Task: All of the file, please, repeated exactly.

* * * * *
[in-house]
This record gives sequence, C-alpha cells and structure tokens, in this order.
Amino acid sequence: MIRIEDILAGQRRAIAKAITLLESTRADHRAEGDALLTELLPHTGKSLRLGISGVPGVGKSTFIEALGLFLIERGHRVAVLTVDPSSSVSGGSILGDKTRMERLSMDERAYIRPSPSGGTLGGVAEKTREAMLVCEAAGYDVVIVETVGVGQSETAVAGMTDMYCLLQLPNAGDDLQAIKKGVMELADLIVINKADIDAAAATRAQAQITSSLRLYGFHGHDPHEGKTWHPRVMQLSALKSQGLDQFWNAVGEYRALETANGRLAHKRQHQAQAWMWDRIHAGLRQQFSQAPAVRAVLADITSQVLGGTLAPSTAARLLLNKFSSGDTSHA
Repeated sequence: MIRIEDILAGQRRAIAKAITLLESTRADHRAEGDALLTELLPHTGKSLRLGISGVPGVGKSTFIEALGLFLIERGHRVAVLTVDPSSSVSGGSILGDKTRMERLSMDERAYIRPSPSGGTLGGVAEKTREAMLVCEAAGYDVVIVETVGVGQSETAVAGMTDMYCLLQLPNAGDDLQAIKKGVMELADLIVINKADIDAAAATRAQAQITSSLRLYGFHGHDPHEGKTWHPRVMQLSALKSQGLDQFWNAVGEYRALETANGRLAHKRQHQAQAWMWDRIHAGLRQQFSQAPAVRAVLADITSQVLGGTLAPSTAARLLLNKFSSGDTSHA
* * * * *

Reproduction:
[in-house]
This record gives sequence, C-alpha cells and structure tokens, in this order.
Amino acid sequence: MIRIEDILAGQRRAIAKAITLLESTRADHRAEGDALLTELLPHTGKSLRLGISGVPGVGKSTFIEALGLFLIERGHRVAVLTVDPSSSVSGGSILGDKTRMERLSMDERAYIRPSPSGGTLGGVAEKTREAMLVCEAAGYDVVIVETVGVGQSETAVAGMTDMYCLLQLPNAGDDLQAIKKGVMELADLIVINKADIDAAAATRAQAQITSSLRLYGFHGHDPHEGKTWHPRVMQLSALKSQGLDQFWNAVGEYRALETANGRLAHKRQHQAQAWMWDRIHAGLRQQFSQAPAVRAVLADITSQVLGGTLAPSTAARLLLNKFSSGDTSHA
Repeated sequence: MIRIEDILAGQRRAIAKAITLLESTRADHRAEGDALLTELLPHTGKSLRLGISGVPGVGKSTFIEALGLFLIERGHRVAVLTVDPSSSVSGGSILGDKTRMERLSMDERAYIRPSPSGGTLGGVAEKTREAMLVCEAAGYDVVIVETVGVGQSETAVAGMTDMYCLLQLPNAGDDLQAIKKGVMELADLIVINKADIDAAAATRAQAQITSSLRLYGFHGHDPHEGKTWHPRVMQLSALKSQGLDQFWNAVGEYRALETANGRLAHKRQHQAQAWMWDRIHAGLRQQFSQAPAVRAVLADITSQVLGGTLAPSTAARLLLNKFSSGDTSHA